We assessed three important criteria of forecastability—simplicity, certainty, and variability. Climate is complex due to many causal variables and their variable interactions. There is uncertainty about causes, effects, and data. Using evidence-based (scientific) forecasting principles, we determined that a naïve "no change" extrapolation method was the appropriate benchmark. To be useful to policy makers, a proposed forecasting method would have to provide forecasts that were substantially more accurate than the benchmark. We calculated benchmark forecasts against the UK Met Office Hadley Centre's annual average thermometer data from 1850 through 2007. For 20- and 50-year horizons the mean absolute errors were 0.18°C and 0.24°C. The accuracy of forecasts from our naïve model is such that even perfect forecasts would be unlikely to help policy makers. We nevertheless evaluated the Intergovernmental Panel on Climate Change's 1992 forecast of 0.03°C-per-year temperature increases. The small sample of errors from ex ante forecasts for 1992 through 2008 was practically indistinguishable from the naïve benchmark errors. To get a larger sample and evidence on longer horizons we backcast successively from 1974 to 1850. Averaged over all horizons, IPCC errors were more than seventimes greater than errors from the benchmark. Relative errors were larger for longer backcast horizons.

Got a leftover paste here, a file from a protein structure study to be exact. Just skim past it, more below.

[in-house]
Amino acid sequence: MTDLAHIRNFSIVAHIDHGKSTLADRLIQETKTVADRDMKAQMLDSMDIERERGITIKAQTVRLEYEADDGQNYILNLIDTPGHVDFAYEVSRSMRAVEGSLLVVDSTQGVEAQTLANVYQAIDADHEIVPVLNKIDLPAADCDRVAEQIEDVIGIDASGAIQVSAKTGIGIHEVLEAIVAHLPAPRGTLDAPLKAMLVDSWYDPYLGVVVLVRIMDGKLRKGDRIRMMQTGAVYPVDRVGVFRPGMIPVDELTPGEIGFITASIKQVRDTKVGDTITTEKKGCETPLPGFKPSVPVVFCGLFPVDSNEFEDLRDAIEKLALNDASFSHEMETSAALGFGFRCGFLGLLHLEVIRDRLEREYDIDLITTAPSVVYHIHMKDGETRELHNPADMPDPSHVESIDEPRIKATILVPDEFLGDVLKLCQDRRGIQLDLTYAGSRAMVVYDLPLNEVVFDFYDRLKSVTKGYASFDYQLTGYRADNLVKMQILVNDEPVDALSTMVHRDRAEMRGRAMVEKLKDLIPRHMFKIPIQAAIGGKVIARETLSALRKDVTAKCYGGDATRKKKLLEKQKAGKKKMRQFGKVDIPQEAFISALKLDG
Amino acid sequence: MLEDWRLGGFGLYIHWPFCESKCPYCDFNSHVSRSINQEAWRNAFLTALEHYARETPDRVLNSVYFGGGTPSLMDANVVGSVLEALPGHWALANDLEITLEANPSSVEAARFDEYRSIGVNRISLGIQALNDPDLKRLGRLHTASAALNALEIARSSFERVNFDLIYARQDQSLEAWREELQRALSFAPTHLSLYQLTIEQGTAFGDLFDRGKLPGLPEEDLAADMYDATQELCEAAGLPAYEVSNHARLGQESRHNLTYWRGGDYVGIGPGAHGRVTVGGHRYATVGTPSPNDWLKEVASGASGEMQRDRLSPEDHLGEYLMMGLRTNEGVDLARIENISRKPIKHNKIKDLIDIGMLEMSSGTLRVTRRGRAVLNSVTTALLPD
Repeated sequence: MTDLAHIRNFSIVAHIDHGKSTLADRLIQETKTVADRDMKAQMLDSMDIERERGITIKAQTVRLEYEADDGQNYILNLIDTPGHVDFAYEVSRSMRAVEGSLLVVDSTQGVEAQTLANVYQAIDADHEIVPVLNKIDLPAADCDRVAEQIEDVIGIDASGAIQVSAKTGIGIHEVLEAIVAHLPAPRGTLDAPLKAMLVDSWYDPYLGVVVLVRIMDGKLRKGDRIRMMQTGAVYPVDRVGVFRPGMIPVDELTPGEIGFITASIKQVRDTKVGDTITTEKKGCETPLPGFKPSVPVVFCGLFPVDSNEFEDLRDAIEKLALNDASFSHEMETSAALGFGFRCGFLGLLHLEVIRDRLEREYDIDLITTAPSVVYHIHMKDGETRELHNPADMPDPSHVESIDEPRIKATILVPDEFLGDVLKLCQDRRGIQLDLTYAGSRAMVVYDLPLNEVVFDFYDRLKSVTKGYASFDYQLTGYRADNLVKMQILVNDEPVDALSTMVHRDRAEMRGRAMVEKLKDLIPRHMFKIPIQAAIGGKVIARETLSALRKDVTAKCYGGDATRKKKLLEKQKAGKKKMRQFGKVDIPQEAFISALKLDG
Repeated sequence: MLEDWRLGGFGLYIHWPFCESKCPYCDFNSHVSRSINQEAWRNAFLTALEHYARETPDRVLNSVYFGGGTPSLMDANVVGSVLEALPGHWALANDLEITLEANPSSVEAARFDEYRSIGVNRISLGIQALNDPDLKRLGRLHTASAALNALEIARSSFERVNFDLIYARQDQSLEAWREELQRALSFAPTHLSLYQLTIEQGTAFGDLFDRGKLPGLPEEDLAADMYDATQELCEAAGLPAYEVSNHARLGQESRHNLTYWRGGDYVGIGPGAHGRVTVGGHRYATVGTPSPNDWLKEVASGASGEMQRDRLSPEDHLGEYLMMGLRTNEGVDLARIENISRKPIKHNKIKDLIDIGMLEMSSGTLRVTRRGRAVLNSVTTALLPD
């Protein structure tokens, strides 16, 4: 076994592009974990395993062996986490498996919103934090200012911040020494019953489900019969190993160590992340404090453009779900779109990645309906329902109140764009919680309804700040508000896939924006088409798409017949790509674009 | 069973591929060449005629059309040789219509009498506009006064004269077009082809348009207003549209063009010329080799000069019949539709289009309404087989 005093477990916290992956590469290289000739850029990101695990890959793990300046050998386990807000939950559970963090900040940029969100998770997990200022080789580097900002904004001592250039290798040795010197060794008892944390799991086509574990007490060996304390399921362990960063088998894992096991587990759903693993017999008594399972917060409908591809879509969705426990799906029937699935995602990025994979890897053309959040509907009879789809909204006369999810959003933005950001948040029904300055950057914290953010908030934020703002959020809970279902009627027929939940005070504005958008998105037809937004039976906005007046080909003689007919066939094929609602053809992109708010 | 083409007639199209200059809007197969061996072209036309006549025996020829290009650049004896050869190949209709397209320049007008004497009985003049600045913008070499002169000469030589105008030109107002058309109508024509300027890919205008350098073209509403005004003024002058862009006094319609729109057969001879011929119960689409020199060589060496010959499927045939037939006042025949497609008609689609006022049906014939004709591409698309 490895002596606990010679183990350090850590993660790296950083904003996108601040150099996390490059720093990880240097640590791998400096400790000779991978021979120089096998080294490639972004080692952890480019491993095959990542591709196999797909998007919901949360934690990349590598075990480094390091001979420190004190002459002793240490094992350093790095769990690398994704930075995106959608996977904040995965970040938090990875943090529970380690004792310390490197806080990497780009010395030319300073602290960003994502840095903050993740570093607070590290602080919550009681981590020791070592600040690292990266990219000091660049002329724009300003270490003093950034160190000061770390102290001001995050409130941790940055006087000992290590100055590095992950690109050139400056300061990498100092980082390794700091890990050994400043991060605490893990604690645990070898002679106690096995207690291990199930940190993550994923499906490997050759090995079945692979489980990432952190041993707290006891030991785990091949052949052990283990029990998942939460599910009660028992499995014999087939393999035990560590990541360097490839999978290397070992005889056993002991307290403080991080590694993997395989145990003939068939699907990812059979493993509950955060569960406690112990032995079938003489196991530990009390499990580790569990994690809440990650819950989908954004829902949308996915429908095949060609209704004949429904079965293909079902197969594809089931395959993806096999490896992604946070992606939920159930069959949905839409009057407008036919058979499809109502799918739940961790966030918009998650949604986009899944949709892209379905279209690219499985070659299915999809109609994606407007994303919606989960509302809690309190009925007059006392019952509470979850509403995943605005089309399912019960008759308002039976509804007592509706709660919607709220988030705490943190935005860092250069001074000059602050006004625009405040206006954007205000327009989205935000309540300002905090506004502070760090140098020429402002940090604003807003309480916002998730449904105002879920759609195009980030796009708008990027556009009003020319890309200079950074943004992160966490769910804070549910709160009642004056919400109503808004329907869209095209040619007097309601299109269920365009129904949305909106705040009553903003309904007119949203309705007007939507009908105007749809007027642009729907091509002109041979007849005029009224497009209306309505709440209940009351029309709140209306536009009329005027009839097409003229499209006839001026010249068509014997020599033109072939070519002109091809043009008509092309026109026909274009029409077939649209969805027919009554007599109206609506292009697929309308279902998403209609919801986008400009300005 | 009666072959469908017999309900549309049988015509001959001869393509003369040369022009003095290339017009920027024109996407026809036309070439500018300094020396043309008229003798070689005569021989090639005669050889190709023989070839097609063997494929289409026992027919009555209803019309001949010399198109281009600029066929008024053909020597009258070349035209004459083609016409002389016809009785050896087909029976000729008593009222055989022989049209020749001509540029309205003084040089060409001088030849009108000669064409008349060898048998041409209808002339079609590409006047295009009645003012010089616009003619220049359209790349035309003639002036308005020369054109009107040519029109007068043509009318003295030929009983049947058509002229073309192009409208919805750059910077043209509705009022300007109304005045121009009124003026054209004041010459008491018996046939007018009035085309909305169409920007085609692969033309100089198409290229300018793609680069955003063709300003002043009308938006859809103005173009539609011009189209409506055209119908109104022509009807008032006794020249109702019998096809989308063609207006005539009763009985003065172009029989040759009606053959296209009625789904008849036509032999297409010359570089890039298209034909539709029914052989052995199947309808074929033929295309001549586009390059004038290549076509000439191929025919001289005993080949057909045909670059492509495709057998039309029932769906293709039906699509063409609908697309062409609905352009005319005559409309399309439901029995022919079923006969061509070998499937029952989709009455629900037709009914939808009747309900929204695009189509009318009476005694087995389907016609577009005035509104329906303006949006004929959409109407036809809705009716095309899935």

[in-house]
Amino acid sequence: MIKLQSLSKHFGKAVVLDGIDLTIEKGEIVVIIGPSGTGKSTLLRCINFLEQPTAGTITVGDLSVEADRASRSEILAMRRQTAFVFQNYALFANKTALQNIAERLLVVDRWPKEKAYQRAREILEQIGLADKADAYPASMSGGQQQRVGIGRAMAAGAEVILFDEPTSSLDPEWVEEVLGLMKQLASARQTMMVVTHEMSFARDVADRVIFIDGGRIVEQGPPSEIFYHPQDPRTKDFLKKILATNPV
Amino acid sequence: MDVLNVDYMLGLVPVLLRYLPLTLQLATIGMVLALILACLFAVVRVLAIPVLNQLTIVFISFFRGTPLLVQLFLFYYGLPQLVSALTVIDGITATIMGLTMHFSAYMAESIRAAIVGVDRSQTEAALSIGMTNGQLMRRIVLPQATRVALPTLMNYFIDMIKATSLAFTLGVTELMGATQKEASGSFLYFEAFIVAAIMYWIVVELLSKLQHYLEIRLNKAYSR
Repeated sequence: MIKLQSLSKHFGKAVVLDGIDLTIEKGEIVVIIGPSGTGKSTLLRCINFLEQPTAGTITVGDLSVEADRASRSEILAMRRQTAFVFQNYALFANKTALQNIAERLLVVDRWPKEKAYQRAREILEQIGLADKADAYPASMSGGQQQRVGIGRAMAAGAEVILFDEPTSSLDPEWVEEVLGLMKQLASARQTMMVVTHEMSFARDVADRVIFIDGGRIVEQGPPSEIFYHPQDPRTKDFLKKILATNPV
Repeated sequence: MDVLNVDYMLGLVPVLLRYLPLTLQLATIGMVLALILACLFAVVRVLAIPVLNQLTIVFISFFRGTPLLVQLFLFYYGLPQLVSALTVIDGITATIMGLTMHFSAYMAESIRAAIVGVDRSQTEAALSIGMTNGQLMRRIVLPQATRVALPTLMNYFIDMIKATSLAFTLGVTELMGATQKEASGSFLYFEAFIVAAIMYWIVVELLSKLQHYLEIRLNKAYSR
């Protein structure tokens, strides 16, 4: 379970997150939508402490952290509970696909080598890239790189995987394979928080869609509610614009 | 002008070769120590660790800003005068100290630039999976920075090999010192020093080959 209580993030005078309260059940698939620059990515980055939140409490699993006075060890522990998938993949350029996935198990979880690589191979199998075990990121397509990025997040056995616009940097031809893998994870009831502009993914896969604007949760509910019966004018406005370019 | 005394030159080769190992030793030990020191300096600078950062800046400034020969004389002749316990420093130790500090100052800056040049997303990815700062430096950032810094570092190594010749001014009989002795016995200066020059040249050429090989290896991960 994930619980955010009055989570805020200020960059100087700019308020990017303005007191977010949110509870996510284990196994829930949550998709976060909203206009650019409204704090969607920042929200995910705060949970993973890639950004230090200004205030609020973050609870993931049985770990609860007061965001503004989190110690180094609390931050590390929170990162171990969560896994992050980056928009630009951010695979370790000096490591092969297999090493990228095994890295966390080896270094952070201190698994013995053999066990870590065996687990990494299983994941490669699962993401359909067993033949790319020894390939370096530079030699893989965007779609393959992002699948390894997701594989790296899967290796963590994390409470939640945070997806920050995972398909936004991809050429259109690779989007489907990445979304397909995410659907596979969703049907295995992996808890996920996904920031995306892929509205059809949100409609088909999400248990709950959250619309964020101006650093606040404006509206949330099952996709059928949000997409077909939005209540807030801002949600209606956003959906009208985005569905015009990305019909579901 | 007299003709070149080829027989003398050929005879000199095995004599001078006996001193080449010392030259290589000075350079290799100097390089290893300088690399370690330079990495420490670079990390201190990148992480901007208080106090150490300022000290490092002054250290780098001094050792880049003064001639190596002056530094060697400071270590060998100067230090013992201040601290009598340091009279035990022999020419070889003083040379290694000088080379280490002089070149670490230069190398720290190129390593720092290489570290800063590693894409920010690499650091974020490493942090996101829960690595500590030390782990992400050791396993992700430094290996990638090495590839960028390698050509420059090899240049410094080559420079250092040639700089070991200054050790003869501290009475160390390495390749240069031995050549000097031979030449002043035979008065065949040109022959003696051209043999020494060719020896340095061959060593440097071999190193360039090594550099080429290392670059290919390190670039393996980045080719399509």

Available at: http://works.bepress.com/j_scott_armstrong/139/